Using Technology to Reclaim The SMB Lending Market
Community banks have lost significant ground in the small business lending (SMB) market to large banks in recent years. While the number of small business loans hasn’t changed dramatically, the emphasis of control has. With small business lending being dominated by large banks, and that disparity growing each year, community banks are looking for ways to reclaim their stake in the market. Abrigo Vice President of Banking Neill LeCorgne, who recently led a webinar on Reclaiming Your SMB Lending Market, says technology can play a key role in taking back this important segment.
Current state of the market
LeCorgne describes how over the 2010-2016 timeframe, large banks increased their aggregate small business loan balance by $45 billion; meanwhile, community banks’ small business loan balance dropped $43 billion. Large banks had 78 percent of small business loans in 2010 and extended their control to 87 percent by 2016. The dramatic increase in large bank presence has been primarily through technology to originate and onboard loans efficiently. Large banks understood that the underwriting process wasn’t going to work alongside the traditional banking-branch model and was able to create a technology-driven approach, seeking out prospective borrowers and delivering credit through quick processes.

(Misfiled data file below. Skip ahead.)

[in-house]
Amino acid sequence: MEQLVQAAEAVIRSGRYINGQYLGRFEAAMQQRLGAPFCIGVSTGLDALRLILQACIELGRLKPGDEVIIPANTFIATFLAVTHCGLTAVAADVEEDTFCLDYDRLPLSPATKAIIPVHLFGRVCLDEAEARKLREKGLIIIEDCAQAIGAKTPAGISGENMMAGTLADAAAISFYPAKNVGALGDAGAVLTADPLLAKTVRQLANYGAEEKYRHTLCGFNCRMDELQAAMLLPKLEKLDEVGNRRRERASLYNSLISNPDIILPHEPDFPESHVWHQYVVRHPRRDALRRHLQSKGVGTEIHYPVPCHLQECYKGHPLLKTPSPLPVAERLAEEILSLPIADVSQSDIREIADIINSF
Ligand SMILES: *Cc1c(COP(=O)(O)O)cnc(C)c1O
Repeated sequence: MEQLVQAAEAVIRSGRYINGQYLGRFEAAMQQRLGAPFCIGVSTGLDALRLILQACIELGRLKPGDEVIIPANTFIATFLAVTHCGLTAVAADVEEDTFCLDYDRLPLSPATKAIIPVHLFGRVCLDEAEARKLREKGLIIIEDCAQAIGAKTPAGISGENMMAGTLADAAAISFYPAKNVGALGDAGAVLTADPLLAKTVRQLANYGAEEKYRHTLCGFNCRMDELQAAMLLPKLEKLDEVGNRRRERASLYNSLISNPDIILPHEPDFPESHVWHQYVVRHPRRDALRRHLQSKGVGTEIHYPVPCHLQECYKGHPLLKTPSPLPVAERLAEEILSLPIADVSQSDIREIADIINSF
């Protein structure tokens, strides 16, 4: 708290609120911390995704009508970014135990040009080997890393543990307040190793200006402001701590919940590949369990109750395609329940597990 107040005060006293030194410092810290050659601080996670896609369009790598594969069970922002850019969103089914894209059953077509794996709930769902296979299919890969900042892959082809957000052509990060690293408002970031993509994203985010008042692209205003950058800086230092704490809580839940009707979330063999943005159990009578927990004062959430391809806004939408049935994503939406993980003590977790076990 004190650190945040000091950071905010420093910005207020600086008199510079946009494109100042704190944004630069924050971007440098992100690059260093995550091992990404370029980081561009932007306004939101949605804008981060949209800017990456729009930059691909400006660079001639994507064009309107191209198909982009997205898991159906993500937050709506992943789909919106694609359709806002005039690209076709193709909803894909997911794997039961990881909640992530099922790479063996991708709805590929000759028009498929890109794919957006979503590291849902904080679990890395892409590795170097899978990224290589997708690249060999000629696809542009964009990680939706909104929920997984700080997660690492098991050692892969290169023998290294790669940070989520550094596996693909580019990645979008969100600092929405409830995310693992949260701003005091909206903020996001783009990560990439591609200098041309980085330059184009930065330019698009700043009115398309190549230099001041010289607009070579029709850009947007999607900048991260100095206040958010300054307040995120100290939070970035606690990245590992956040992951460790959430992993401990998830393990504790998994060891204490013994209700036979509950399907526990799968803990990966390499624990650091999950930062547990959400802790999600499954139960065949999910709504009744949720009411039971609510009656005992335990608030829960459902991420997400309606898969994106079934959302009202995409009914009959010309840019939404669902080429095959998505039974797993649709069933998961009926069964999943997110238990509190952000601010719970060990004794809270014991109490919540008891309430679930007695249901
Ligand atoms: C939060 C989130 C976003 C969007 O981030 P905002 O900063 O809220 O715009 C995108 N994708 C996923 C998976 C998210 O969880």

Technology to redesign the process
Community banks, meanwhile, have unique benefits to offer small businesses, according to LeCorgne. These banks are relationship-driven and are often locally owned, locally controlled and have local decision-making. But one area that community banks have been lacking in, compared to their big bank counterparts, is technology. Technology has been a key player for large banks looking to gain a bigger presence in the SMB lending market, and it should certainly be embraced by community banks as well. “Taking away the whole SMB segment from large banks isn’t going to happen, but community banks can redesign the processes for how they approach these businesses and bring in technology to make a substantial presence,” says LeCorgne.
The loan approval process is extensive, non-linear and expensive. “A good way to start the process of evaluating ways to attack the marketplace is by looking at your existing processes and finding areas you may be able to bring in technology to increase efficiencies,” suggests LeCorgne.
Going through the general steps in the SMB lending cycle can require nearly 31 hours and $2,250 of labor costs. But by taking apart the cycle and integrating technology, community banks can expedite the process and cut their labor nearly in half, LeCorgne says. Technology, such as the Electronic Tax Return Reader and digital loan application software, allows for automation of time-consuming processes such as credit assessment and underwriting, loan structuring and credit memo development, as well as loan decisioning and documentation. Implementing a lending solution will allow smaller community banks to analyze and approve loans quickly and become a more competitive player in the SMB lending market.
To hear more of LeCorgne’s advice on using technology to boost small business lending, read the whitepaper, listen to the replay of the webinar, Reclaiming Your SMB Lending Market.